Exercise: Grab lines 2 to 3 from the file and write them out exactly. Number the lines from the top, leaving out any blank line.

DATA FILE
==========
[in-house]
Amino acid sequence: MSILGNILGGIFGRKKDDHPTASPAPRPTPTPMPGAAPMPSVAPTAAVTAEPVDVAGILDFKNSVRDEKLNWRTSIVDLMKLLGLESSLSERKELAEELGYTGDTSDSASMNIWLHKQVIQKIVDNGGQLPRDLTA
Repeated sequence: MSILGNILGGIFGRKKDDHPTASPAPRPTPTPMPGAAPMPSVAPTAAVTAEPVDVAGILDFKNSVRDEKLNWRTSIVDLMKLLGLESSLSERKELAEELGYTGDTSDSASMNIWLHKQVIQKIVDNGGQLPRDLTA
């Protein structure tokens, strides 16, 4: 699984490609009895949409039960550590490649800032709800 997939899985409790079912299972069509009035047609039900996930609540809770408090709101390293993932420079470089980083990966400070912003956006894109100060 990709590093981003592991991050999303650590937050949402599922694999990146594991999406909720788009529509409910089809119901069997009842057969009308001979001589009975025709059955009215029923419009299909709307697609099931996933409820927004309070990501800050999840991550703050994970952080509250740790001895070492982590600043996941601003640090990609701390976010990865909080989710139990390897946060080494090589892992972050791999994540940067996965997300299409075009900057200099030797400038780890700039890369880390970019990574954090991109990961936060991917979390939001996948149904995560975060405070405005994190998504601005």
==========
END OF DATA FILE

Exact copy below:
Amino acid sequence: MSILGNILGGIFGRKKDDHPTASPAPRPTPTPMPGAAPMPSVAPTAAVTAEPVDVAGILDFKNSVRDEKLNWRTSIVDLMKLLGLESSLSERKELAEELGYTGDTSDSASMNIWLHKQVIQKIVDNGGQLPRDLTA
Repeated sequence: MSILGNILGGIFGRKKDDHPTASPAPRPTPTPMPGAAPMPSVAPTAAVTAEPVDVAGILDFKNSVRDEKLNWRTSIVDLMKLLGLESSLSERKELAEELGYTGDTSDSASMNIWLHKQVIQKIVDNGGQLPRDLTA